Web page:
Your teen is continuing to learn how to handle stress and conflict on top of having overactive emotions.
A parent who reacts when their teenager snaps a comeback will only escalate the situation. As a parent to a teenager, we can de-escalate a highly emotional situation, and sometimes the best solution isn’t to offer a solution.
Here are some ways you can support your teen when they’re having a hard day.
Pray for your teen.
Our children will never stop needing our prayers. The teen years may be one of the most needed seasons for us to be on our knees. Our teens are learning about themselves, learning how the world works, and deal with pressure from their peers.
They struggle to hold onto the promises God has given them and to believe the life He desires for them is good. Prayer is powerful and the Holy Spirit can move in the hearts of our teens. Sometimes the prayer is for us…our mama heart as they go through Driver’s Ed or choosing a college (or not).
This is one [of several] vital seasons in their lives when they need wisdom and grace–and a little space.
Let your teen have some space.
One thing I have learned is you can’t force a teen to talk. You can invite them to when they are willing and simply make yourself available. But if they aren’t ready, don’t push them. Don’t badger them. Don’t manipulate them. Give them some space to think through what it is they’re stressed about. This is the time you can be praying.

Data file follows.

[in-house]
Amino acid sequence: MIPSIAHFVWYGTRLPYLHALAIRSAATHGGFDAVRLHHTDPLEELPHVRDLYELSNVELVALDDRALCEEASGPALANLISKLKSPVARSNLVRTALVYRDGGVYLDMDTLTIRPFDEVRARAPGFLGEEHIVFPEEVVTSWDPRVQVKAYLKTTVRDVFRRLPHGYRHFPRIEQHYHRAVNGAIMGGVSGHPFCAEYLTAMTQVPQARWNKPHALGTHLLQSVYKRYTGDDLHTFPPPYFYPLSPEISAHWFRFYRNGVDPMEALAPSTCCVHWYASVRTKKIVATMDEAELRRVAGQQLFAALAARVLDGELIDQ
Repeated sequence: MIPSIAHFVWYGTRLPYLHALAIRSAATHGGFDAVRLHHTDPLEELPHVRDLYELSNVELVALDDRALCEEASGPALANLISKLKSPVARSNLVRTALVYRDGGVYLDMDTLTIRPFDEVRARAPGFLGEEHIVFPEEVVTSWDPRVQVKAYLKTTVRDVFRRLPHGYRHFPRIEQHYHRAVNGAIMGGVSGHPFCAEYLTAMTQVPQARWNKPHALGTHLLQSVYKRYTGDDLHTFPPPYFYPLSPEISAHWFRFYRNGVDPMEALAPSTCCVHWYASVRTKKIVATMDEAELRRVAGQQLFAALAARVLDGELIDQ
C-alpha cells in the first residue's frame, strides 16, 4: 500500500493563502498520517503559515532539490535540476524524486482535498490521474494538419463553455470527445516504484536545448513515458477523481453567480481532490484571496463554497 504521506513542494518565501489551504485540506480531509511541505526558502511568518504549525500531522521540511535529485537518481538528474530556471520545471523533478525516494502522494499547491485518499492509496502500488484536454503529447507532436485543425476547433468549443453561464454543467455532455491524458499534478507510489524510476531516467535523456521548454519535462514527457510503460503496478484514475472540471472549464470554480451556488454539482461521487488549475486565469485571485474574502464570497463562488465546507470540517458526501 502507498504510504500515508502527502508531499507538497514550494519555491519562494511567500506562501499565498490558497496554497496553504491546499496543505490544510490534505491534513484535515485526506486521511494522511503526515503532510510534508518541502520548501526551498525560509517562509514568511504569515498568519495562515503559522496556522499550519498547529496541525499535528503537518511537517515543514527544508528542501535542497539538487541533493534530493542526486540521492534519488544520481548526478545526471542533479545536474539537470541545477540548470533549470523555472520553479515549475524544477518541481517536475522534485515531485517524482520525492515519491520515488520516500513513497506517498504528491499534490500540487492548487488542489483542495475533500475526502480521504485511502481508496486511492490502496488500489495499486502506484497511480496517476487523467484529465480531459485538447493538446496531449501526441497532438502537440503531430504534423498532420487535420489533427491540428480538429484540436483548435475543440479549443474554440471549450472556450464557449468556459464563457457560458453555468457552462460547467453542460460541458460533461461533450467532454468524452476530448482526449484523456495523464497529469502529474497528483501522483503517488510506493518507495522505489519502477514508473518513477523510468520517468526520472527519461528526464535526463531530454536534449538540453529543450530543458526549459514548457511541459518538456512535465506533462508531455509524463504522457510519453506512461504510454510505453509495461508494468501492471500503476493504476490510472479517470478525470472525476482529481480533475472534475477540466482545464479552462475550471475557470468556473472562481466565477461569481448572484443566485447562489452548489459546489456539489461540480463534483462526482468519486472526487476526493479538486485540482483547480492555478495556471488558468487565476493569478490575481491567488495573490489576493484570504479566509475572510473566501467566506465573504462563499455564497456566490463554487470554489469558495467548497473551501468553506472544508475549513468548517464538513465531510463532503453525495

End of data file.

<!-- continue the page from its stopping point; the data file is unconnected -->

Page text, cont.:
Listen. Listen. Listen.
If and when your teen is ready to talk about what is stressing them out, listen. That’s all. Listen. Don’t offer advice or solutions or your opinion unless they ask. Sometimes they just need someone to hear them; especially their parents. If something is within your control to make better, make it better without saying a word.
If you’re a parent who raises their voice, be intentional about kicking the habit. If you tend to condescend or cut them off while they’re in the middle of a sentence so you can add your two cents, resist the urge. Just listen.
Gently offer a solution–when the time is right.
If you notice a pattern of stress coming from the same source (school, a friend, a sibling), evaluate the situation. Pray about it and gently, lovingly, offer an idea to help reduce the stress in that situation. Do what you can as a parent to help. If the problem is a sibling, don’t continue to brush it off or make excuses for the way things are.
(Life’s not fair. Your brother/sister is just younger and more immature, etc.) While these may be true enough, they are not helpful or practical solutions. Maybe you know a good option for a solution, maybe you don’t. Pray or seek the advice of someone wise to help you help your teen and what’s stressing them out.
Teens aren’t trying to be difficult. They are just living a difficult season of their lives (remember being a teen??). They need a bit of compassion and understanding and direction–and lots of patience! What they need will largely depend on their personality. They may need one or all of these ideas. Or something else entirely. It’s one of the hard jobs of parenting teens is understanding what they need at any given moment.
Teenagers are amazing! They really are. We just need to take the time to see them and appreciate them in the season they’re in.
For His Glory,
100 Ways to Love to Your Son/Daughter
You love your son and daughter–but that doesn’t mean you always know the most effective ways to show that love, ways that will connect with their hearts, and stick with them no matter what life throws their way.
These practical books by the authors of 100 Ways to Love Your Wife and 100 Ways to Love Your Husband give you 100 specific, actionable ideas you can implement to show love to your children, no matter what age they are.
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